Automotive Driving Belt is a technological marvel compa […]
Automotive Driving Belt is a technological marvel compared to the original idea of a fixed-length belt which simply strapped you to the seat. A 21st century seatbelt will allow you flexibility to move around as you need to under normal driving circumstances, but in the event of an accident it will carefully yet very rapidly pull you back into the seat and let you out again if necessary to control how quickly you (and all your internal organs) slow down as the car itself breaks up around you.
The seatbelt and airbags are designed to work very precisely together. Airbags deploy in specific directions, at specific speeds, and the seatbelt makes sure you are held in the right place to benefit from that. There's no point having an airbag go off to absorb your impact if you miss it because you were thrown around the cabin instead. Airbags on American cars are designed to be much bigger and more powerful than on European cars, because fewer Americans wear seatbelts and the airbag has to try and stop an unrestrained occupant instead of a properly-belted one. Thankfully, seatbelt usage in American has improved significantly in recent years, although it still lags behind the rest of the civilised world. In fact, in New Hampshire there is still no law requiring seat belts to be worn!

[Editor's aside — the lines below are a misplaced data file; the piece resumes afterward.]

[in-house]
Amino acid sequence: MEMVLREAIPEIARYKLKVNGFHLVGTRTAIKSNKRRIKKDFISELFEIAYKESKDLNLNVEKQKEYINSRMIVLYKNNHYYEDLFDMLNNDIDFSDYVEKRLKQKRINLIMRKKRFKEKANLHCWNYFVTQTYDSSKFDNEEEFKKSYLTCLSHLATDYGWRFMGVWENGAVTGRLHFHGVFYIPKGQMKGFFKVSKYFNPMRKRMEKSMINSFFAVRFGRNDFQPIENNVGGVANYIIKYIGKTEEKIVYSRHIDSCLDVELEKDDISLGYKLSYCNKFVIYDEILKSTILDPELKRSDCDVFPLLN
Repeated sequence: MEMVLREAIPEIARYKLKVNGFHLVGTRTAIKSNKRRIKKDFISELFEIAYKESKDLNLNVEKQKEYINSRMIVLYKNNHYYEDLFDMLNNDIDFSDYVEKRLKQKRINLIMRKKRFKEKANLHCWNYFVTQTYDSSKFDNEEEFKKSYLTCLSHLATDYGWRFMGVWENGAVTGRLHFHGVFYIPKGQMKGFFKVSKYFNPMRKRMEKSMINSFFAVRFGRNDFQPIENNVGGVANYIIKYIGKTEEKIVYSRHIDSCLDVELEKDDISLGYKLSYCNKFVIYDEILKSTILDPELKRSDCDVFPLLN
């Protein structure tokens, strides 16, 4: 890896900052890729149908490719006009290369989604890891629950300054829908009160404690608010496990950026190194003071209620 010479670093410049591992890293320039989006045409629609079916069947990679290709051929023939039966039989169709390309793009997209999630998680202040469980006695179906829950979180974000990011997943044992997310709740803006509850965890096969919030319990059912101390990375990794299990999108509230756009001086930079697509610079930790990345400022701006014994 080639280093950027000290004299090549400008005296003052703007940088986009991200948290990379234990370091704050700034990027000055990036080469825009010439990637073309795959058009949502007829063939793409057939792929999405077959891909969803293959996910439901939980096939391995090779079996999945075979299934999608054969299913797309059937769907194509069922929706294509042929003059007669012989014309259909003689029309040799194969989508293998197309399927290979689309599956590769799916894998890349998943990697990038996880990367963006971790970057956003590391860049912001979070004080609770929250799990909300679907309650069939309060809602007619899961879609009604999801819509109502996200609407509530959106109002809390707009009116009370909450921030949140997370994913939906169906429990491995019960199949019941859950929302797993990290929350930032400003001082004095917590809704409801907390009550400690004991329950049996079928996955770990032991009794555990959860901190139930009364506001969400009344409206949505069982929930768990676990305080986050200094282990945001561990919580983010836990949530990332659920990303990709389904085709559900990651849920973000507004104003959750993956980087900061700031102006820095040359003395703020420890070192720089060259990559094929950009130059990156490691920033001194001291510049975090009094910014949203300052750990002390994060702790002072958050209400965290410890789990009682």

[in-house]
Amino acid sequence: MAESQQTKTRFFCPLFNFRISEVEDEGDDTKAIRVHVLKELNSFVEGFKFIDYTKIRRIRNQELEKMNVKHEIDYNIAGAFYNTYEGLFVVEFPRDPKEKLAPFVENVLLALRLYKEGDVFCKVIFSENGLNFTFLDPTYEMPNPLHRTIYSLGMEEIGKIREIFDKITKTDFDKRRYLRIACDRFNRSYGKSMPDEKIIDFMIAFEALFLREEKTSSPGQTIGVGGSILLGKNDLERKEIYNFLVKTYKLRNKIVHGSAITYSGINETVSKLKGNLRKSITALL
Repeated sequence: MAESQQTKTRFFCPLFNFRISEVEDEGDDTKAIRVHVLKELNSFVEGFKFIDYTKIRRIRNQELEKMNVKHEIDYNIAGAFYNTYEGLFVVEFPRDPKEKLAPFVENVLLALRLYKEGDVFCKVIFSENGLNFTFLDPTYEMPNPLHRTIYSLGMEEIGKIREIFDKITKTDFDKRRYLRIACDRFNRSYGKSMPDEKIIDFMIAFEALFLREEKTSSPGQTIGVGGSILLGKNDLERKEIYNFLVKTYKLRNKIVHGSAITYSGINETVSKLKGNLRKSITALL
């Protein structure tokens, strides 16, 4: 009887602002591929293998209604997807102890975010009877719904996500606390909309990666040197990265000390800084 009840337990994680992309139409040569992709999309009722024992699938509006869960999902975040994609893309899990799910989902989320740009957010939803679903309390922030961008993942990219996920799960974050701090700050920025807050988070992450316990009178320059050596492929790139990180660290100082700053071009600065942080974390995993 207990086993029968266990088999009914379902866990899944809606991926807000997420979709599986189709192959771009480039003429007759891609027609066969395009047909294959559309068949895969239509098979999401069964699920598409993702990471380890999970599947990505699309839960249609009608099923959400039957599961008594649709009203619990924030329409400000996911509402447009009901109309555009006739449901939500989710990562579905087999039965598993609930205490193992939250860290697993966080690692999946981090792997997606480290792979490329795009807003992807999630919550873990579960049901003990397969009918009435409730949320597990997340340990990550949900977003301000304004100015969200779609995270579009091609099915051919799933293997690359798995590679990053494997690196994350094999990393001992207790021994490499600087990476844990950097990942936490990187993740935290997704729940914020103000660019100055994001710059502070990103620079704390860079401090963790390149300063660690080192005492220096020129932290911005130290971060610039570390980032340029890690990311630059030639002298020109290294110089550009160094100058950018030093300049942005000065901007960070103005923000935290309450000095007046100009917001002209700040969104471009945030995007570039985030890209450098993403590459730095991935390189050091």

The automotive industry has made some spectacular technological advances over the last century, but one of the biggest and most important areas of development has been safety. But what makes a 'safe' car?
The broad umbrella of 'safety' is usually divided into two categories: active safety and passive safety. Active safety is the car's ability to avoid having an accident. Passive safety is the car's ability to protect its occupants once it is actually having an accident. For example, anti-lock brakes are an active safety feature, while airbags are a passive safety feature.